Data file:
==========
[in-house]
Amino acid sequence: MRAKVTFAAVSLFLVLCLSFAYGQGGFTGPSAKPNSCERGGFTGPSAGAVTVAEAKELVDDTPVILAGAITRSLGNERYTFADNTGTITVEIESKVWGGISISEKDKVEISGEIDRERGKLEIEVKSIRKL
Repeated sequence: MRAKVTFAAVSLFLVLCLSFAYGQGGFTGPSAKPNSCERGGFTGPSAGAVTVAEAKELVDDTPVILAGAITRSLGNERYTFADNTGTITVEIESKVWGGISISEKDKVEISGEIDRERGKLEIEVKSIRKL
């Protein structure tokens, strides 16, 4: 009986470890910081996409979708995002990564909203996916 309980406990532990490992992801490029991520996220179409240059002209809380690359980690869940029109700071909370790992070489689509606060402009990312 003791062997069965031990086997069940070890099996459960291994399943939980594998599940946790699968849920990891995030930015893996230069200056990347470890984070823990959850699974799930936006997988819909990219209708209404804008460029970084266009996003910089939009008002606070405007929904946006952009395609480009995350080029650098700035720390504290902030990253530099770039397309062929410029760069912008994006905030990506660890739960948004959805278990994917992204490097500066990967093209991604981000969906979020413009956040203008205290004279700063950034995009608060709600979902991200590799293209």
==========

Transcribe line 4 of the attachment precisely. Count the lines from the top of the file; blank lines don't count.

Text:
């Protein structure tokens, strides 16, 4: 009986470890910081996409979708995002990564909203996916 309980406990532990490992992801490029991520996220179409240059002209809380690359980690869940029109700071909370790992070489689509606060402009990312 003791062997069965031990086997069940070890099996459960291994399943939980594998599940946790699968849920990891995030930015893996230069200056990347470890984070823990959850699974799930936006997988819909990219209708209404804008460029970084266009996003910089939009008002606070405007929904946006952009395609480009995350080029650098700035720390504290902030990253530099770039397309062929410029760069912008994006905030990506660890739960948004959805278990994917992204490097500066990967093209991604981000969906979020413009956040203008205290004279700063950034995009608060709600979902991200590799293209």